Whole Foods CEO Raises Eyebrows With Climate Change Doubt

by | Jan 5, 2010

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john mackeyWhen John Mackey, CEO of Whole Foods, told the New Yorker that “no scientific consensus exists” about the causes of climate change, he thrust himself – and his chain – negatively into the spotlight among many ec0-minded shoppers.

Perhaps it’s just coincidence that 10 days before the profile article published (Jan. 4) he stepped down as chairman of Whole Foods, but some of have seized upon the close timing between the two, calling his comments “loose talk.”

But when Mackey stepped down Dec. 24, he did so out of concerns by corporate activists that the chairman and CEO jobs should be in separate hands, Reuters reports. Mackey had held the chairman role since he co-founded the company in 1978, and he will retain his role as CEO.

Waylon Lewis, in a column at Huffington Post, derided Mackey for his recent opinions about climate change, which included the statement that it would be a shame to allow “hysteria about global warming … to raise taxes and increase regulation, and in turn lower our standard of living and lead to an increase in poverty.”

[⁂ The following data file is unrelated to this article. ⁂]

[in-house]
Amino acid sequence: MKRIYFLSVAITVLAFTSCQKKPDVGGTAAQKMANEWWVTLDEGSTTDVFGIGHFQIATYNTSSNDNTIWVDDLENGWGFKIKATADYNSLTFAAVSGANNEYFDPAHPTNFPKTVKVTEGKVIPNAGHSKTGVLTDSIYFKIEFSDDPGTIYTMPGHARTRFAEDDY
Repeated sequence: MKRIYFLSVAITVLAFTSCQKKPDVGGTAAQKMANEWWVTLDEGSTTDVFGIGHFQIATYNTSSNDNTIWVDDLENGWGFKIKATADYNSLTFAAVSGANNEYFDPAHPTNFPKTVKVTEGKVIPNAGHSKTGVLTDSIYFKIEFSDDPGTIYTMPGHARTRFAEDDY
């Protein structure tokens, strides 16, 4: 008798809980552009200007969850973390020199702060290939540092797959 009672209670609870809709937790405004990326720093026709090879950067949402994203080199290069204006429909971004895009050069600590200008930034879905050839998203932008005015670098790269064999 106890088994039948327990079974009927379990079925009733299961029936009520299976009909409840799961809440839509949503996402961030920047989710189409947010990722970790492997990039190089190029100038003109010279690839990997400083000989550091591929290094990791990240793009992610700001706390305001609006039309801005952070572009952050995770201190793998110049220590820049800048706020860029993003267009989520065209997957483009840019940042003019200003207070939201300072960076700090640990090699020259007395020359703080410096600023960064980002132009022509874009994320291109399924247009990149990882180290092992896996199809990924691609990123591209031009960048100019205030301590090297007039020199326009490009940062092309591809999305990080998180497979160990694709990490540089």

“I love that a libertarian entrepreneur with guts to speak his mind, a la Apple’s Jobs, is in charge of one of the greatest green success stories since…well, ever,” Lewis wrote.

“Still, as Al Gore said a year or so ago, the time for argument is past. There’s a clear consensus among scientists — 90% agree that Climate Change is significantly caused by human activities. 94% agree that it’s a real and present danger, not a far-off hypothetical fear for science fiction writers to have fun with,” he continued.

The New Yorker article, “Food Fighter,” penned by Nick Paumgarten, refers to Mackey as a “right-wing hippie.”

Mackey told The New Yorker:  “I have my own views, and they’re not necessarily the same as Whole Foods’. People want me to suppress who I am. I guess that’s why so many politicians and C.E.O.s get to be sort of boring, because they end up suppressing any individuality to conform to some phony, inauthentic way of being. I’d rather be myself.”

In the article, Gary Hirshberg, CEO of Stonyfield, an organic dairy firm, commented that, “He is Whole Foods management’s greatest asset but also, at times, its greatest challenge.”

Mackey maintains a blog on the Whole Foods Web site.

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